The trends show that we all like to publicly praise our kids when they do something awesome, sweet, considerate, creative and/or silly. We even publicly praise our kids as they reach milestones, such as graduation, getting married or entering into a new job. Social media is full of amazing photos and stories of all these great memories compiled into hours of public praise.
The question posed now is: do we publicly shame them as well?
Remember, the internet is a permanent place filled with hundreds of thousands of people who you know and don’t know. I have to fess up because I am guilty of charge. Last year, my 9-year-old and 4-year-old were arguing non-stop and I decided to try an idea I too had seen online. I grabbed a giant pajama shirt of mine and told them to sit on the ground back to back and proceeded to put both of them in the shirt. Now, don’t get me wrong. I wasn’t trying to be malicious when I posted it, I thought it was the cutest thing in the world seeing both of them with their arms crossed, their brows furrowed, and their lips pouted.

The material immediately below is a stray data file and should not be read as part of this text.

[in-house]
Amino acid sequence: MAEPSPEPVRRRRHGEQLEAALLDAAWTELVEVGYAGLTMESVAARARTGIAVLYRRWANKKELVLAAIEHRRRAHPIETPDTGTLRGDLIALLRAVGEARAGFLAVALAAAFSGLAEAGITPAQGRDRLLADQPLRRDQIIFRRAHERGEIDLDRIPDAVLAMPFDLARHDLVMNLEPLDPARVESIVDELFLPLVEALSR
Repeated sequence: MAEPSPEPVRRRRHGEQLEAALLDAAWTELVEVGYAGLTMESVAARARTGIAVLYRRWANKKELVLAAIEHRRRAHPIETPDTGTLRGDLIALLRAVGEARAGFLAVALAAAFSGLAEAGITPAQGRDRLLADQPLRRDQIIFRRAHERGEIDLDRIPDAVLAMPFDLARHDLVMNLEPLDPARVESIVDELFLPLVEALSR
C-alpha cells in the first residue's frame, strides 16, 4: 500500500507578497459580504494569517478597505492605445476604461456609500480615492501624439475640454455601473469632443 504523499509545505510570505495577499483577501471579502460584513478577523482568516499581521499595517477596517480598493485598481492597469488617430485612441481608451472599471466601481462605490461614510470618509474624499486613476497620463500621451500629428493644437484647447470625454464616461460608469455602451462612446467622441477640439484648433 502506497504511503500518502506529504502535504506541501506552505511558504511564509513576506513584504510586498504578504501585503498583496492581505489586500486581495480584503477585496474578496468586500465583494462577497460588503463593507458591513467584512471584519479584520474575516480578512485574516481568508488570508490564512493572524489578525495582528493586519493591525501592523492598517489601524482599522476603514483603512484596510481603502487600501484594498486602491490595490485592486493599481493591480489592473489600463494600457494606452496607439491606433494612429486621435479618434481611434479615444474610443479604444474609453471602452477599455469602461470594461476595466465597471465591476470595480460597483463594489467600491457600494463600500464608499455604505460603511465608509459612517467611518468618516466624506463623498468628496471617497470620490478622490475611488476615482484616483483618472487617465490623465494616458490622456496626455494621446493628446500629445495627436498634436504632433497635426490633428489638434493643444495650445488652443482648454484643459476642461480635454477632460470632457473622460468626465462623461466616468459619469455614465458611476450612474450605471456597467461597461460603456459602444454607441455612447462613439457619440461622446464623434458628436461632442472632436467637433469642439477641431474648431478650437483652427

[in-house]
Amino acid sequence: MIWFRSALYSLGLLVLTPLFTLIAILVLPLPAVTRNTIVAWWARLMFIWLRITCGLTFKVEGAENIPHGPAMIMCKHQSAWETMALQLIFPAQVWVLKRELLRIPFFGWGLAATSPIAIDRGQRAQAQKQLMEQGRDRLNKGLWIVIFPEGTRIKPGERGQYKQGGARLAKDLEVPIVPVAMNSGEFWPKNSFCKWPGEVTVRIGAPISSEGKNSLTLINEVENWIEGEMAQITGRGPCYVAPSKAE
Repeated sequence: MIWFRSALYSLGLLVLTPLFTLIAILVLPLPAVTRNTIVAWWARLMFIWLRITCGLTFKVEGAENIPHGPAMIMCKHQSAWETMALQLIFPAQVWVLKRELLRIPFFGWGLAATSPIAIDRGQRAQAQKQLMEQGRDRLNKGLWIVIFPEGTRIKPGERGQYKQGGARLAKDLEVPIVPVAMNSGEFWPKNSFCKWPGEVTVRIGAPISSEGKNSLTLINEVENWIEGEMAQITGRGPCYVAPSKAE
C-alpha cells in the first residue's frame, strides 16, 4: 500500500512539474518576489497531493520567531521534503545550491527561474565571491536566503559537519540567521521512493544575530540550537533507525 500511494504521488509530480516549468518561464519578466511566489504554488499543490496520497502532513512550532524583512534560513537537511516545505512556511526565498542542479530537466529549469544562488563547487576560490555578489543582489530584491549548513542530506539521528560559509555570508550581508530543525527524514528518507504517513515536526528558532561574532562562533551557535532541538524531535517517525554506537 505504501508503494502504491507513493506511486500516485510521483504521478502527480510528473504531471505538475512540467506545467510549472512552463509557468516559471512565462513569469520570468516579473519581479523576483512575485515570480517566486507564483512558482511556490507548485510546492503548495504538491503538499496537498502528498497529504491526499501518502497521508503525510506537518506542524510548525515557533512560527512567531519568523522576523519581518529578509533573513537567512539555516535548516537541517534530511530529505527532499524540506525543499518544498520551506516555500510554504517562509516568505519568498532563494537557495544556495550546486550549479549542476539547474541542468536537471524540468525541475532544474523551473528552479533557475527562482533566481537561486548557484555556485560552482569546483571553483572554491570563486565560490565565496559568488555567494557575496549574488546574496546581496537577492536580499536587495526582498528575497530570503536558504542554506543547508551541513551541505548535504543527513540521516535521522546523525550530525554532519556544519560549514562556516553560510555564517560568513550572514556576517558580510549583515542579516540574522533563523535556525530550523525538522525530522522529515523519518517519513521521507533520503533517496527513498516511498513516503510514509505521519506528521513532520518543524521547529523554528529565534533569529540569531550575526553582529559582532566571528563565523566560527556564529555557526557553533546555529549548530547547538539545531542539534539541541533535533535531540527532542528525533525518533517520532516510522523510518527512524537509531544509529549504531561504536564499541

I was quickly corrected by my 9-year-old the next day when she had a meltdown about me posting the photo on Facebook. She was embarrassed, and this is where I had shamed her. I know there is a fine line with public shaming, and it sounds so negative. We may have all done it without malign intentions, however, I feel we should take into consideration our kids’ feelings, regardless of their age and regardless of what they’ve done.
Now, before I post things, I am prompted to ask my 9-year-old’s permission if I feel it’s something she may be embarrassed about, like a silly dance she did for me that maybe she didn’t want my list of hundreds of friends to see.